[EM] Worst methods ever used?
atarr at purdue.edu
Wed Jul 16 11:42:10 PDT 2003
Kevin Venzke wrote:
>Maybe no one will be interested in this topic, but I wonder if there are any
>thoughts on it. (Was Borda ever used?)
Borda is not, to my knowledge, used in the election of any serious
political office. I believe Saari convinced some college student council
to elect its president this way; you can check the archives for details.
A slightly modified version of the Borda count is used to elect the MVP
(most valuable player) and the like in many sports. The fact that ballots
are public probably prevents a lot of blatant strategy, but it hasn't
stopped all of it. In 1999, the American League MVP award was won by Ivan
Rodriguez, a catcher whose defensive reputation made up for merely above
average offensive production. The second-place finisher, Pedro Martinez,
had put up one of the greatest single-season pitching performances of all
time, yet he was left off the ballot entirely by a few writers who did not
want the pitcher to win the award.
As far as actual public office elections go, I don't think anything worse
than plurality is in use. One could argue that the combination of
plurality voting, and the distortion of the electoral college, makes the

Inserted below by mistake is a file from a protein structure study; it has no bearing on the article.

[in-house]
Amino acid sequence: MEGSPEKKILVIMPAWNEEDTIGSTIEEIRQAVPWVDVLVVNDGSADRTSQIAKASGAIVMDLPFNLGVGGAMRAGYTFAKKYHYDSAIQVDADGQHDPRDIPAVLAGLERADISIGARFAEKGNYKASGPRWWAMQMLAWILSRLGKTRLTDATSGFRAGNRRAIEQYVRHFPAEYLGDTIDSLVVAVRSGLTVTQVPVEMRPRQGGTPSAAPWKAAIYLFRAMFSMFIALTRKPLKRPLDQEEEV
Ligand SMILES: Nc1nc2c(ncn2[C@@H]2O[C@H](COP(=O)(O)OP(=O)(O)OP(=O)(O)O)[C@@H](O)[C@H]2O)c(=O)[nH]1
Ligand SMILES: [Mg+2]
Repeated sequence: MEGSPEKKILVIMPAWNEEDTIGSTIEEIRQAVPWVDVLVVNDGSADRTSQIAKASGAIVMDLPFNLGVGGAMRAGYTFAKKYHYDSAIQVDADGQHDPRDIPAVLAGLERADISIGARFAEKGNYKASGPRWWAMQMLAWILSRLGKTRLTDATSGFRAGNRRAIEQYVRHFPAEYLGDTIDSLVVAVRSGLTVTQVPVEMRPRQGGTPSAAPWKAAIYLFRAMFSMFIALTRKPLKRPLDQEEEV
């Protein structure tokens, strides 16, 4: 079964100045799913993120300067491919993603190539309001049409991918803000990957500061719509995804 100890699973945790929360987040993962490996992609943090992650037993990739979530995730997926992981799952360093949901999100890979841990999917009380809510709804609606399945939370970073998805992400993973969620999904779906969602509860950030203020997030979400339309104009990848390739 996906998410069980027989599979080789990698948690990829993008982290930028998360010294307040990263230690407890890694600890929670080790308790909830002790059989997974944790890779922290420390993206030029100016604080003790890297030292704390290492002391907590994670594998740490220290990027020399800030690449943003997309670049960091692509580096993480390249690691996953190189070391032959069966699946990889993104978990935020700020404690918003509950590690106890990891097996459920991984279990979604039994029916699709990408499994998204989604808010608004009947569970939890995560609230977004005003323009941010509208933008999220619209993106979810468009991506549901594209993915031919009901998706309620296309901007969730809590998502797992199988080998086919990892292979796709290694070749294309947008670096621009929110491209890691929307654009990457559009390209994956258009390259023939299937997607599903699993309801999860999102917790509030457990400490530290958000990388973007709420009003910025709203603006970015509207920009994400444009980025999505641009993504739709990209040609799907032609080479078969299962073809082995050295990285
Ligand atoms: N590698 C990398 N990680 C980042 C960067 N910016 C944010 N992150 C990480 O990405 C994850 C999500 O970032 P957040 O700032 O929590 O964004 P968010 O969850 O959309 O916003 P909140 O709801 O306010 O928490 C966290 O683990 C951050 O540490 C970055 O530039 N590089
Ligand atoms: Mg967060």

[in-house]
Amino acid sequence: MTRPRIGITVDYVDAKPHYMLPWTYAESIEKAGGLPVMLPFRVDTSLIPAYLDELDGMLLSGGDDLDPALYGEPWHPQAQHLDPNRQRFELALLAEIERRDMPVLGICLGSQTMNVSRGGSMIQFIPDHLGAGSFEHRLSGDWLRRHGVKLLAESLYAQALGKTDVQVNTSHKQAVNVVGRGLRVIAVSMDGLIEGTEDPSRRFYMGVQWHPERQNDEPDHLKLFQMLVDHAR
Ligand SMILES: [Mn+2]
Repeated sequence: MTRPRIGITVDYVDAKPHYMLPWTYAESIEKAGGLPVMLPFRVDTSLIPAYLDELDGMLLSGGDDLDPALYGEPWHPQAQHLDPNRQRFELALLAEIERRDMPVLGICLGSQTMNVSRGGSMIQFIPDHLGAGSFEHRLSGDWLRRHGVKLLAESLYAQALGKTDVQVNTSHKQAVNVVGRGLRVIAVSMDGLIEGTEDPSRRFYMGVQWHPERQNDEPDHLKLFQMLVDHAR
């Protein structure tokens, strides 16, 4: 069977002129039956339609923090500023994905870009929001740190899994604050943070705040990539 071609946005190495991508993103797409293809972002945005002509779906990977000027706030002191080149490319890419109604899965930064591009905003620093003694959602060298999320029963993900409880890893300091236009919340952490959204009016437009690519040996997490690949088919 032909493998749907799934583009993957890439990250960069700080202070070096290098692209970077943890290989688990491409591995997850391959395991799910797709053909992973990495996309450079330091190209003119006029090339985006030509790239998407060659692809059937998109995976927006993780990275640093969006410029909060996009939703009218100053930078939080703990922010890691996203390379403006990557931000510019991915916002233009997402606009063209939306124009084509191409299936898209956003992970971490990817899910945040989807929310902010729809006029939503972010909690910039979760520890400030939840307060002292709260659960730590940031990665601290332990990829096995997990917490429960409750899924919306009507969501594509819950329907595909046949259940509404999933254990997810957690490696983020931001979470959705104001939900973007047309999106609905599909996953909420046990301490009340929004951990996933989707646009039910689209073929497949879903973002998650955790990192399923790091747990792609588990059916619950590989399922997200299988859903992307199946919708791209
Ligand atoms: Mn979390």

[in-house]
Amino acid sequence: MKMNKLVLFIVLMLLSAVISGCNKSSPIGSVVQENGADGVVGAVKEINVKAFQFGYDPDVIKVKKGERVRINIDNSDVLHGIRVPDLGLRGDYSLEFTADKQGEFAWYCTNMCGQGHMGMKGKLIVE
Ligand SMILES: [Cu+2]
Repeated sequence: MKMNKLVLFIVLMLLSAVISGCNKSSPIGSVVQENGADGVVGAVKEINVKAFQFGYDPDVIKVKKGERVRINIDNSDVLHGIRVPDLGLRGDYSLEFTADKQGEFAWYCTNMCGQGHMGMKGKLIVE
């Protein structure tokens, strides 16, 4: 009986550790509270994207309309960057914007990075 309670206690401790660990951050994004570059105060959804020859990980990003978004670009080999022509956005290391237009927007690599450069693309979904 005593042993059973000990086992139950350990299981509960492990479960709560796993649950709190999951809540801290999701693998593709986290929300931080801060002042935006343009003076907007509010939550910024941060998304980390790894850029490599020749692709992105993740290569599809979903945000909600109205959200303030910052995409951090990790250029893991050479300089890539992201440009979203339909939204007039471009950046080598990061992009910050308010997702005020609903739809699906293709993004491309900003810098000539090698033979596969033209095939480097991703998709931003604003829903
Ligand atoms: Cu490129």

most important democratic election in the world also the most technically
>The worst I think I've heard of is Brazil's open-list PR. (You can vote
>for a party or for a single candidate within a party, which also counts as
>for the party. The seats are divided up based on each party's share of
>the vote, and
>the seats are filled in the order of who got the most individual votes.)
I don't see how this can be anything but uniformly better than closed list
PR. It's closed list, with an extra degree of freedom for the voter
>Most voters vote for an individual, and are unconcerned with parties.
Or maybe they're concerned about the parties, and have a favorite candidate
within that party. Do you have some reason to believe that voters don't
care about the parties at all? Even if they don't doesn't the fact that
candidates group themselves together ideologically give the parties some
>That means a candidate's "surplus" votes serve to elect candidates who may
>not have any connection beyond party affiliation.
Which is all you have to go on in closed list... again, I don't see how it
can really be worse than closed list. Basically, every voter is being
given the chance to elect their favorite candidate, plus they are being
guaranteed ideological proportionality through the parties.
>Parties can't discipline candidates because parties aren't what earn votes.
To me, that is an unqualified positive - strong party discipline in closed
party list democracies prevents the voters from getting candidates who
match their views more closely than a standard party platform.
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